The policy of having a school near every habitation has built in a difficult challenge for our schools and teachers.
I am writing this from Shorapur, a 10-hour drive from Bangalore, and I am admiring India’s achievement in the past couple of decades of having schools at accessible distances from habitations. In this truly remote block, every village that I have visited has a government school with a decent building.
This is not surprising, because by 2006, 98% of habitations in India had a primary (up to Class V) school within 1km, and 86% had an upper primary (up to Class VII) school within 3km. The numbers have grown since, with a clear focus on “being near every habitation”.
This means a staggering increase in the number of schools. At the time of independence, India had about 130,000 schools. Today we have about 1.4 million. About 7 million people work in our school education system. This is by far the largest education system in the world.
Factor in the cultural, linguistic, socio-economic and developmental diversity, and you also face the most complex education system in the world. This system has about 210 million students.
This massive expansion has not resulted in actual learning in those schools. We have lots of schools now, but precious little real education. The causes and challenges are many; this column is about a specific one.
The design of this expansion has inadvertently “in built” a difficult challenge for our schools and teachers. This is one of the hurdles in the path towards real learning and improvement in quality of education. As a result of this strategy of “being near every habitation”, the number of students in our schools (especially rural ones) is small. Each school has just about as many as can come from the nearby habitation. Within that small number, the students span all age groups. A school may have 115 children, but the children will span an age range across 6 to 13.
Now, even if this school were to have three teachers, which is more or less at the current national average of one teacher per 39 students, the teachers would need to handle multiple age groups simultaneously. This is called “multi-grade” teaching – in this case seven “classes” would have to be handled by three teachers.
If you talk to practitioners, they say this is much more difficult than handling a class of same age children. It requires special training, different methods and different skills.
And we have built this challenge of “multi grade teaching” into almost all village schools by the way we have handled the expansion. One of the most complex teaching challenges has become a part of the everyday job of most village teachers, who by general admission are inadequately equipped and ill supported to deal with academic challenges.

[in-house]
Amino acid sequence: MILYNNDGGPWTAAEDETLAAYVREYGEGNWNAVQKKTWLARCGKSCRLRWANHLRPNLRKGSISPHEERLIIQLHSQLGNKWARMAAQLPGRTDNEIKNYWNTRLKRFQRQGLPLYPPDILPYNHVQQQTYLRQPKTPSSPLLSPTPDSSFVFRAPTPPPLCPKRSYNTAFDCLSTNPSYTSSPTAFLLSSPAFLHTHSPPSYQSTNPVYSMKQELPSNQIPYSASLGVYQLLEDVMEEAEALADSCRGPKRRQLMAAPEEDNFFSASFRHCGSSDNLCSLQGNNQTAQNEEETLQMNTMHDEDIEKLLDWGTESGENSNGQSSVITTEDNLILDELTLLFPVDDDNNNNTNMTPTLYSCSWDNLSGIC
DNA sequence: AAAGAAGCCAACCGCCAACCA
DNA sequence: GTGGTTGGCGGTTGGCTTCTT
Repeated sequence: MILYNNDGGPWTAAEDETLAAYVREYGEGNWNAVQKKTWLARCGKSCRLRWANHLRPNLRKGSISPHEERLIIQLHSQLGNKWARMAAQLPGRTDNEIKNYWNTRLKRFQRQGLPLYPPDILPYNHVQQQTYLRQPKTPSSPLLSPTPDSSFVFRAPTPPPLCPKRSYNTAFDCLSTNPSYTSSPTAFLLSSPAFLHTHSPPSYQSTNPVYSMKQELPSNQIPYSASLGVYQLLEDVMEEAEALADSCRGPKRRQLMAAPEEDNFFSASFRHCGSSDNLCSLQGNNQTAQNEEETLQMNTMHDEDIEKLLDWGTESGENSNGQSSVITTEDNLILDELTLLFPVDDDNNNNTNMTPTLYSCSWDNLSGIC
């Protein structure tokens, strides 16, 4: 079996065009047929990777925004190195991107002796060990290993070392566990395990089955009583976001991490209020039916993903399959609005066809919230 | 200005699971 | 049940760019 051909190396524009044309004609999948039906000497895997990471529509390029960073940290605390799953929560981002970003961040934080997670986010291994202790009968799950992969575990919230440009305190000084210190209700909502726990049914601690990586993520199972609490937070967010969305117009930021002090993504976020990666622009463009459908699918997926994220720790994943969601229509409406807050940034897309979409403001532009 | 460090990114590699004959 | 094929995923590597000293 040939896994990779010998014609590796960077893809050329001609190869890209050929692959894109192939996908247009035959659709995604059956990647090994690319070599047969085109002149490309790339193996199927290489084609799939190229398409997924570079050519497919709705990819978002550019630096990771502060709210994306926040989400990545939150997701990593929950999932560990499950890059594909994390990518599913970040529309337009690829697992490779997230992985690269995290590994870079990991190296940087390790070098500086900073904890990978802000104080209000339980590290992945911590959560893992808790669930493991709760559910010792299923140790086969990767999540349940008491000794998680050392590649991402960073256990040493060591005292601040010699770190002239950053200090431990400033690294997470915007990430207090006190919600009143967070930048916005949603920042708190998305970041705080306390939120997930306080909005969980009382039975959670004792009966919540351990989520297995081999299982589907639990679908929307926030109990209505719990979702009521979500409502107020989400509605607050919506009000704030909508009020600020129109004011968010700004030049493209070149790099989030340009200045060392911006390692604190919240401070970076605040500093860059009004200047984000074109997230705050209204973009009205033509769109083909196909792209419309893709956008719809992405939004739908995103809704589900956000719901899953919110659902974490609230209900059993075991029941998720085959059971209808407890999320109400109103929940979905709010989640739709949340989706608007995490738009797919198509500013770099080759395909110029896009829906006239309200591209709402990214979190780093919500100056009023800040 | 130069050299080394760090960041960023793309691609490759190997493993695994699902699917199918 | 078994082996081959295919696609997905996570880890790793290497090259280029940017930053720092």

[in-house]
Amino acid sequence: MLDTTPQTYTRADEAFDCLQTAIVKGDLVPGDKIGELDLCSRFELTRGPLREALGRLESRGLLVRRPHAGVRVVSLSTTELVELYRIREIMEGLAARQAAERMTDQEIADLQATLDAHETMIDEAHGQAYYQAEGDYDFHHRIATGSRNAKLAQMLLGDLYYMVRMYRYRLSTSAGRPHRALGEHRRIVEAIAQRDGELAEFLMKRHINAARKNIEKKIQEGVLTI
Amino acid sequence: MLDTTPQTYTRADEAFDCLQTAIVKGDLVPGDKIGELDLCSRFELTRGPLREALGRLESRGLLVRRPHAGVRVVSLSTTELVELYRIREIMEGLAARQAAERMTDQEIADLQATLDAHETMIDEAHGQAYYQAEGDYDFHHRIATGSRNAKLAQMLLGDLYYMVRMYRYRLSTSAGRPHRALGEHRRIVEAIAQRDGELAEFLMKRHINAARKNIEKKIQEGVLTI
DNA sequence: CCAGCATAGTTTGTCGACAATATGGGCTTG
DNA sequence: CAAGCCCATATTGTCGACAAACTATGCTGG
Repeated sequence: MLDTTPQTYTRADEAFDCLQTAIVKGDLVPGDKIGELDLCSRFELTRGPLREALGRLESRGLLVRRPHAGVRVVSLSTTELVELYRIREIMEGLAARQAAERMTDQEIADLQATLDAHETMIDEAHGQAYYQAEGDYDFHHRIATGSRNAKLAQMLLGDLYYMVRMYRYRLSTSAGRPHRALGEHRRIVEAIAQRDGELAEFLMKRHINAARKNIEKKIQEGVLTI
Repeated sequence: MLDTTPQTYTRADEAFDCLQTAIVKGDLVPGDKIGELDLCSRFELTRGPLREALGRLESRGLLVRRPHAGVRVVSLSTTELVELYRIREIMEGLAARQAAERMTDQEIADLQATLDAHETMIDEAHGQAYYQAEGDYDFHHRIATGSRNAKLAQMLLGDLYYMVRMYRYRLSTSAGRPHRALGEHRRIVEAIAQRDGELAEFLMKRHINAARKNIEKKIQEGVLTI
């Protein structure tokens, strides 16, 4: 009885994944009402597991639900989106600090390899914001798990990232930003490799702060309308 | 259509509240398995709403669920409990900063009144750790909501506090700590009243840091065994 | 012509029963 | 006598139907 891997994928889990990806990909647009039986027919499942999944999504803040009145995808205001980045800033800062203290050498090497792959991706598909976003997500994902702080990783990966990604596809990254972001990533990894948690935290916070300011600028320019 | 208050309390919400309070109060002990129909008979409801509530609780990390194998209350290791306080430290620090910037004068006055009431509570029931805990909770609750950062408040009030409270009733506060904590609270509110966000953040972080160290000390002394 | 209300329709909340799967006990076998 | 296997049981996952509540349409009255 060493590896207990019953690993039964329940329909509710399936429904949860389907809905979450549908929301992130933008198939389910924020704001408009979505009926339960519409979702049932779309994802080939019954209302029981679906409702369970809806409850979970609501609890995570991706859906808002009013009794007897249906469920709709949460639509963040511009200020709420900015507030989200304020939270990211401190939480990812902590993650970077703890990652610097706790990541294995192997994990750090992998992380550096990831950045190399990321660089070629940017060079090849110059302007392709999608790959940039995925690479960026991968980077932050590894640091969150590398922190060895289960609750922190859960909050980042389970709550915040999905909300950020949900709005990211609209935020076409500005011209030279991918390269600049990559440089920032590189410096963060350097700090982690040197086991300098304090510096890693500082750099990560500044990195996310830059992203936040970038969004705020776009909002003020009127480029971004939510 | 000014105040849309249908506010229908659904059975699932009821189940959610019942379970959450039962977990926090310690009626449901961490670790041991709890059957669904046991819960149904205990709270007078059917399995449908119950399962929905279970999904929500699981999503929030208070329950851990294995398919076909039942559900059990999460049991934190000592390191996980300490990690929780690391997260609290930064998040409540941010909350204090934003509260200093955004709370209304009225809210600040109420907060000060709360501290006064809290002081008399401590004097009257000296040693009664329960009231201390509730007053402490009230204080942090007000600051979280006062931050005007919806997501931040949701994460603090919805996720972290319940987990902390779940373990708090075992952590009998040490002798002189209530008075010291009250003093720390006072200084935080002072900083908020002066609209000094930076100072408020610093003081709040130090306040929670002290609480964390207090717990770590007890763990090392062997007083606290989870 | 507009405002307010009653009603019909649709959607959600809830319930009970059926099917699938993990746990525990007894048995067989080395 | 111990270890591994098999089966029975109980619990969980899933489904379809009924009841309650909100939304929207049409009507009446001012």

It’s not as though we did not have a choice of another model of expansion. China in comparison has between 600,000- 700,000 schools (including vocational training ones) with about 250 million children.
The Chinese system has about half the schools, and about 20% more students, compared with India. Roughly, the average student number per school in China is 2.25 times that in India.
China has followed a route of consolidation; we have followed one of dispersion. The former leads to an exponential drop in the “multi-grade” load of teachers, as is the case in China.
Two factors played a dominant role in the choice we made.
The first was our policymakers’ single-minded focus on “literacy”, and keeping learning outcomes and quality of education on the backburner. The second was the pragmatic assessment that getting children to travel away from their habitations, with our kind of infrastructure, was not possible. There seems to have been an almost implicit assumption that “let’s do literacy first, and then we will see about quality”. The whole expansion got designed for that. I would speculate that things like “multi grade teaching” and its challenges were practically overlooked.
Those choices were made under certain circumstances. Sure, these could have been better, but they could also have been a lot worse. What matters is that there is now no way to unwind or reconfigure the system.
We can and must still deal with it. That requires significant teacher capacity development, improved classroom practices and appropriate curriculum. It’s these fundamentals that need to be worked on and invested in.
In fact with a capable, well-trained teacher and appropriate curriculum, multi grade teaching can be a learning enhancer. In Machagondal Camp, 10km from Shorapur, I met Uma (in her early twenties), who is a government teacher in the local school. She has handled class 1 to V for the past two years, all on her own, and the children have learnt. She was the only teacher in this one room school till a couple of months ago.
I have seen this happen in other government schools in this block, alive with enthusiastic well-trained teachers, using the “nali kali” curriculum.
There is hope, but to truly address the problem, we have to first notice and acknowledge the elephant in the room, inadvertently let in by having schools in every habitation.
( This piece was published as a part of Anurag’s fortnightly column,“Other Sphere”, in Mint on January 4, 2011 )